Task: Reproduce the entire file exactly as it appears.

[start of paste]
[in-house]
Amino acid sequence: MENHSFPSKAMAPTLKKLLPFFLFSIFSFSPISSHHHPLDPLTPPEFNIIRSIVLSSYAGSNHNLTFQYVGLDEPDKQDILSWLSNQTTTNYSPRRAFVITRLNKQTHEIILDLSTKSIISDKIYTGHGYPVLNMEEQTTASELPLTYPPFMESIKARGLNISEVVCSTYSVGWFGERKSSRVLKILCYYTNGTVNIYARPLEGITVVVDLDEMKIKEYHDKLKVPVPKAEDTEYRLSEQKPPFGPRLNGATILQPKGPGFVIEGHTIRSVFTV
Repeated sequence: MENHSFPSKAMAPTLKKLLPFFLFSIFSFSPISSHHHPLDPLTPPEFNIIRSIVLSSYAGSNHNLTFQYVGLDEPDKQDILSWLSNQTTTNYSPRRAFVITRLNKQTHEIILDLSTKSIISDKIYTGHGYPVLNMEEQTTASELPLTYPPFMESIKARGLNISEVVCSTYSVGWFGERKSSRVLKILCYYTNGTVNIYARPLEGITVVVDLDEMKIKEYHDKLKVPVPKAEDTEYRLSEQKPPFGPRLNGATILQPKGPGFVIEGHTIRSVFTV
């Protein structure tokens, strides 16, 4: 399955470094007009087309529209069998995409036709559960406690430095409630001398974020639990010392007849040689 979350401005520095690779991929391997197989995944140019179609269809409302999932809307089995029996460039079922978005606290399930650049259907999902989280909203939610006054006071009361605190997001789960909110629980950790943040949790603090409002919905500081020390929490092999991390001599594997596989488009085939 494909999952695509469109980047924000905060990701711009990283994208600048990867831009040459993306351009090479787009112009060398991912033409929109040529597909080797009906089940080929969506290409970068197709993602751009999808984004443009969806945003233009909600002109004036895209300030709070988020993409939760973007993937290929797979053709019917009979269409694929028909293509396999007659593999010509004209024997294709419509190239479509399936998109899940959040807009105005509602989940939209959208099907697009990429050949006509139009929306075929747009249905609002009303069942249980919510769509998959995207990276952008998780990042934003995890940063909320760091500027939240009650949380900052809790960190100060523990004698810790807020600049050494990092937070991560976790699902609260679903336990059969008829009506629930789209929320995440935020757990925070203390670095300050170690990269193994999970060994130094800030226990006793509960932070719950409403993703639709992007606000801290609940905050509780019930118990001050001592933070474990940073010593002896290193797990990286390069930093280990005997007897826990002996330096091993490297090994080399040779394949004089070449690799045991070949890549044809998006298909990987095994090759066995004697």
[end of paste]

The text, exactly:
[in-house]
Amino acid sequence: MENHSFPSKAMAPTLKKLLPFFLFSIFSFSPISSHHHPLDPLTPPEFNIIRSIVLSSYAGSNHNLTFQYVGLDEPDKQDILSWLSNQTTTNYSPRRAFVITRLNKQTHEIILDLSTKSIISDKIYTGHGYPVLNMEEQTTASELPLTYPPFMESIKARGLNISEVVCSTYSVGWFGERKSSRVLKILCYYTNGTVNIYARPLEGITVVVDLDEMKIKEYHDKLKVPVPKAEDTEYRLSEQKPPFGPRLNGATILQPKGPGFVIEGHTIRSVFTV
Repeated sequence: MENHSFPSKAMAPTLKKLLPFFLFSIFSFSPISSHHHPLDPLTPPEFNIIRSIVLSSYAGSNHNLTFQYVGLDEPDKQDILSWLSNQTTTNYSPRRAFVITRLNKQTHEIILDLSTKSIISDKIYTGHGYPVLNMEEQTTASELPLTYPPFMESIKARGLNISEVVCSTYSVGWFGERKSSRVLKILCYYTNGTVNIYARPLEGITVVVDLDEMKIKEYHDKLKVPVPKAEDTEYRLSEQKPPFGPRLNGATILQPKGPGFVIEGHTIRSVFTV
């Protein structure tokens, strides 16, 4: 399955470094007009087309529209069998995409036709559960406690430095409630001398974020639990010392007849040689 979350401005520095690779991929391997197989995944140019179609269809409302999932809307089995029996460039079922978005606290399930650049259907999902989280909203939610006054006071009361605190997001789960909110629980950790943040949790603090409002919905500081020390929490092999991390001599594997596989488009085939 494909999952695509469109980047924000905060990701711009990283994208600048990867831009040459993306351009090479787009112009060398991912033409929109040529597909080797009906089940080929969506290409970068197709993602751009999808984004443009969806945003233009909600002109004036895209300030709070988020993409939760973007993937290929797979053709019917009979269409694929028909293509396999007659593999010509004209024997294709419509190239479509399936998109899940959040807009105005509602989940939209959208099907697009990429050949006509139009929306075929747009249905609002009303069942249980919510769509998959995207990276952008998780990042934003995890940063909320760091500027939240009650949380900052809790960190100060523990004698810790807020600049050494990092937070991560976790699902609260679903336990059969008829009506629930789209929320995440935020757990925070203390670095300050170690990269193994999970060994130094800030226990006793509960932070719950409403993703639709992007606000801290609940905050509780019930118990001050001592933070474990940073010593002896290193797990990286390069930093280990005997007897826990002996330096091993490297090994080399040779394949004089070449690799045991070949890549044809998006298909990987095994090759066995004697």